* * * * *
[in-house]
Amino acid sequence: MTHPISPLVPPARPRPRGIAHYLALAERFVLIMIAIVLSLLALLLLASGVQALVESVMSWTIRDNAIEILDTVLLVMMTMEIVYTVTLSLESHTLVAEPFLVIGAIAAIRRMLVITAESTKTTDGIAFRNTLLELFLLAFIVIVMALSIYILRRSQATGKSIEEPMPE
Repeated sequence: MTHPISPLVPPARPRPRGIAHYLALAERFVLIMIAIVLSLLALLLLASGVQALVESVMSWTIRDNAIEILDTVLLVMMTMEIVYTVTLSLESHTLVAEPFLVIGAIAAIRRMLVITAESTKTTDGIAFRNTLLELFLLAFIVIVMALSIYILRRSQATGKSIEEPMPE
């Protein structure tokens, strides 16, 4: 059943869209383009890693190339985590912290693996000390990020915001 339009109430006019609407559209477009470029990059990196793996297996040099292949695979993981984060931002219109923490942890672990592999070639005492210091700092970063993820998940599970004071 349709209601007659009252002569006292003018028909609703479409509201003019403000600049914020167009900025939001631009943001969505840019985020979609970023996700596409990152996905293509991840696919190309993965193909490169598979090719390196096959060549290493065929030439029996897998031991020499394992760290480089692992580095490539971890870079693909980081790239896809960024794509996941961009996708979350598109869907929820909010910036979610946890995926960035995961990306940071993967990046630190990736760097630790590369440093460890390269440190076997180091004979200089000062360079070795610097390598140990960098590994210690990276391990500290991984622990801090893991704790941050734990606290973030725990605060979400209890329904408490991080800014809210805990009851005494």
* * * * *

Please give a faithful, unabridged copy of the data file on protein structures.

[in-house]
Amino acid sequence: MTHPISPLVPPARPRPRGIAHYLALAERFVLIMIAIVLSLLALLLLASGVQALVESVMSWTIRDNAIEILDTVLLVMMTMEIVYTVTLSLESHTLVAEPFLVIGAIAAIRRMLVITAESTKTTDGIAFRNTLLELFLLAFIVIVMALSIYILRRSQATGKSIEEPMPE
Repeated sequence: MTHPISPLVPPARPRPRGIAHYLALAERFVLIMIAIVLSLLALLLLASGVQALVESVMSWTIRDNAIEILDTVLLVMMTMEIVYTVTLSLESHTLVAEPFLVIGAIAAIRRMLVITAESTKTTDGIAFRNTLLELFLLAFIVIVMALSIYILRRSQATGKSIEEPMPE
């Protein structure tokens, strides 16, 4: 059943869209383009890693190339985590912290693996000390990020915001 339009109430006019609407559209477009470029990059990196793996297996040099292949695979993981984060931002219109923490942890672990592999070639005492210091700092970063993820998940599970004071 349709209601007659009252002569006292003018028909609703479409509201003019403000600049914020167009900025939001631009943001969505840019985020979609970023996700596409990152996905293509991840696919190309993965193909490169598979090719390196096959060549290493065929030439029996897998031991020499394992760290480089692992580095490539971890870079693909980081790239896809960024794509996941961009996708979350598109869907929820909010910036979610946890995926960035995961990306940071993967990046630190990736760097630790590369440093460890390269440190076997180091004979200089000062360079070795610097390598140990960098590994210690990276391990500290991984622990801090893991704790941050734990606290973030725990605060979400209890329904408490991080800014809210805990009851005494």